A 73-year-old Oklahoma grandmother was arrested Monday and charged with running a lucrative marijuana ring spanning four states. Police unearthed four pounds of pot and a semiautomatic weapon in Darlene Mayes' rural Craig County home, along with $276,000 in cash hidden in her mattress. Mayes claimed to be saving the money for her retirement fund; but cops believe she has been trafficking pot for up to two decades. Allegedly, she has been responsible for about 40% of the growing pot trade in the city of Tulsa and parts of neighboring Arkansas, Kansas and Missouri. The massive operation was a family affair—one of her many dealers was her son, Jerry Dorsey, who was arrested Monday for possession with intent to distribute. "She was one of the tops of the totem pole in this area for northeastern Oklahoma," said Vinita Police Chief Bobby Floyd. "I think she was a big factor in the drug trade."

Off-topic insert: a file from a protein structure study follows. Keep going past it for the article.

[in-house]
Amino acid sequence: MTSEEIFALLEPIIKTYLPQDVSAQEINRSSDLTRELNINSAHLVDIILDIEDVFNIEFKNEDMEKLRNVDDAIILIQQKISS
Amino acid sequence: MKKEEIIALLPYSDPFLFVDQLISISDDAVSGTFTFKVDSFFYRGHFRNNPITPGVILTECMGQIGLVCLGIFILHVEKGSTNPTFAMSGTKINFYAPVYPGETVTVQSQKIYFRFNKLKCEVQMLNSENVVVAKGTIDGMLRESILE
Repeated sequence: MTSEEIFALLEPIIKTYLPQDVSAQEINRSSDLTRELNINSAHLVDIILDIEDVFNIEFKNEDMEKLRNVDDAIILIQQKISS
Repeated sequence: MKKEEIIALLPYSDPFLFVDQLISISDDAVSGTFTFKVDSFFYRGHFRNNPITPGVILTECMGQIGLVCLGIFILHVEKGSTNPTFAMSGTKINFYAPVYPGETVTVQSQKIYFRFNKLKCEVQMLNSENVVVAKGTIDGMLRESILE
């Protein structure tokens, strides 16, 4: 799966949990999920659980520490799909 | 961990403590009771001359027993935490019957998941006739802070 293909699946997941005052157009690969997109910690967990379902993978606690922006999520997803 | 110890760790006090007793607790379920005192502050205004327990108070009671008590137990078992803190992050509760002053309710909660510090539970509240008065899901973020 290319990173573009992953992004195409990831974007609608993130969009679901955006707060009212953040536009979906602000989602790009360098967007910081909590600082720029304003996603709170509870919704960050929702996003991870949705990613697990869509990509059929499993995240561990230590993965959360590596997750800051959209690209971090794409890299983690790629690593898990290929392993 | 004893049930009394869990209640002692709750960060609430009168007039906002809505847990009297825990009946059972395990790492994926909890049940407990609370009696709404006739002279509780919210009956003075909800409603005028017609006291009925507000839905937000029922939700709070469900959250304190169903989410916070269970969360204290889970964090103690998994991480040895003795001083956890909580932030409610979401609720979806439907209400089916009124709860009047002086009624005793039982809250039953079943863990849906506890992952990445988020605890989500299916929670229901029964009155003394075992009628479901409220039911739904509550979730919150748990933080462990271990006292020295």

She’s not letting a little thing like a DUI slow her down: Despite being jailed (not to mention publicly humiliated) for driving under the influence last week, former teen star Amanda Bynes is keeping her nightlife as busy as ever, as she was spotted clubbing in Los Angeles for the second time since her arrest. Paparazzi spotted that while Bynes was trying to exit the parking lot, she drove over a curb. She was also sending a text at the time.
After Courtney Love took to Twitter to claim that Foo Fighters frontman Dave Grohl attempted to seduce her teenage daughter, Frances Bean, the younger Cobain struck back with an official statement: “While I’m generally silent on the affairs of my biological mother, her recent tirade has taken a gross turn… Twitter should ban my mother.”
- The Hunger Games’ Josh Hutcherson: Lower the Drinking Age! [The Huffington Post]